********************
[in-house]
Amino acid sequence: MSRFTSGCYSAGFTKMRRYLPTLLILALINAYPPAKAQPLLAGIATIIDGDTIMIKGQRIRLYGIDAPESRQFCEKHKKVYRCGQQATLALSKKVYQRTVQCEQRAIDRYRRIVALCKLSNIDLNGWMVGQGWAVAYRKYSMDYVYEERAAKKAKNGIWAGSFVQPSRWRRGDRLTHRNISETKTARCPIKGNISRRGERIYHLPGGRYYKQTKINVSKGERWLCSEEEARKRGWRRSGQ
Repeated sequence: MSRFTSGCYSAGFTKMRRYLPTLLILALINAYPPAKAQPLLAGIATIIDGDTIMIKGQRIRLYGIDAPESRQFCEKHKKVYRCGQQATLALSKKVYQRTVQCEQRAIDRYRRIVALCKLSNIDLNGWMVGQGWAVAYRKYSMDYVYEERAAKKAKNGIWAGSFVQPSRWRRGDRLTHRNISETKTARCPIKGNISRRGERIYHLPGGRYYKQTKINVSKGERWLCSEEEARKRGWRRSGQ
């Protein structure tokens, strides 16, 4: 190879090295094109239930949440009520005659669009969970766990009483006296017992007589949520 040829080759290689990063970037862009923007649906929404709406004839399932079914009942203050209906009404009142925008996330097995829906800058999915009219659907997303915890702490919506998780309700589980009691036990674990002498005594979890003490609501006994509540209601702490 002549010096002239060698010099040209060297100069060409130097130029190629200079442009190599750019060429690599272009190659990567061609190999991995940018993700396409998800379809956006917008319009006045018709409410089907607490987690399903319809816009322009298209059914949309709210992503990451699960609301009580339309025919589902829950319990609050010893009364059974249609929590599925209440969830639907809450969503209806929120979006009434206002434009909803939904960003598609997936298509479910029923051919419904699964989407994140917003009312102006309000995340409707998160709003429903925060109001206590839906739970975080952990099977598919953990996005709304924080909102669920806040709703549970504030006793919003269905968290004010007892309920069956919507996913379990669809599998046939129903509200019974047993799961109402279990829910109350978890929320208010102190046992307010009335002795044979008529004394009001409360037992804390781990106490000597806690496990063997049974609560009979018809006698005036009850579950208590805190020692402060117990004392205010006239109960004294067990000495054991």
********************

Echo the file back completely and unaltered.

[in-house]
Amino acid sequence: MSRFTSGCYSAGFTKMRRYLPTLLILALINAYPPAKAQPLLAGIATIIDGDTIMIKGQRIRLYGIDAPESRQFCEKHKKVYRCGQQATLALSKKVYQRTVQCEQRAIDRYRRIVALCKLSNIDLNGWMVGQGWAVAYRKYSMDYVYEERAAKKAKNGIWAGSFVQPSRWRRGDRLTHRNISETKTARCPIKGNISRRGERIYHLPGGRYYKQTKINVSKGERWLCSEEEARKRGWRRSGQ
Repeated sequence: MSRFTSGCYSAGFTKMRRYLPTLLILALINAYPPAKAQPLLAGIATIIDGDTIMIKGQRIRLYGIDAPESRQFCEKHKKVYRCGQQATLALSKKVYQRTVQCEQRAIDRYRRIVALCKLSNIDLNGWMVGQGWAVAYRKYSMDYVYEERAAKKAKNGIWAGSFVQPSRWRRGDRLTHRNISETKTARCPIKGNISRRGERIYHLPGGRYYKQTKINVSKGERWLCSEEEARKRGWRRSGQ
């Protein structure tokens, strides 16, 4: 190879090295094109239930949440009520005659669009969970766990009483006296017992007589949520 040829080759290689990063970037862009923007649906929404709406004839399932079914009942203050209906009404009142925008996330097995829906800058999915009219659907997303915890702490919506998780309700589980009691036990674990002498005594979890003490609501006994509540209601702490 002549010096002239060698010099040209060297100069060409130097130029190629200079442009190599750019060429690599272009190659990567061609190999991995940018993700396409998800379809956006917008319009006045018709409410089907607490987690399903319809816009322009298209059914949309709210992503990451699960609301009580339309025919589902829950319990609050010893009364059974249609929590599925209440969830639907809450969503209806929120979006009434206002434009909803939904960003598609997936298509479910029923051919419904699964989407994140917003009312102006309000995340409707998160709003429903925060109001206590839906739970975080952990099977598919953990996005709304924080909102669920806040709703549970504030006793919003269905968290004010007892309920069956919507996913379990669809599998046939129903509200019974047993799961109402279990829910109350978890929320208010102190046992307010009335002795044979008529004394009001409360037992804390781990106490000597806690496990063997049974609560009979018809006698005036009850579950208590805190020692402060117990004392205010006239109960004294067990000495054991």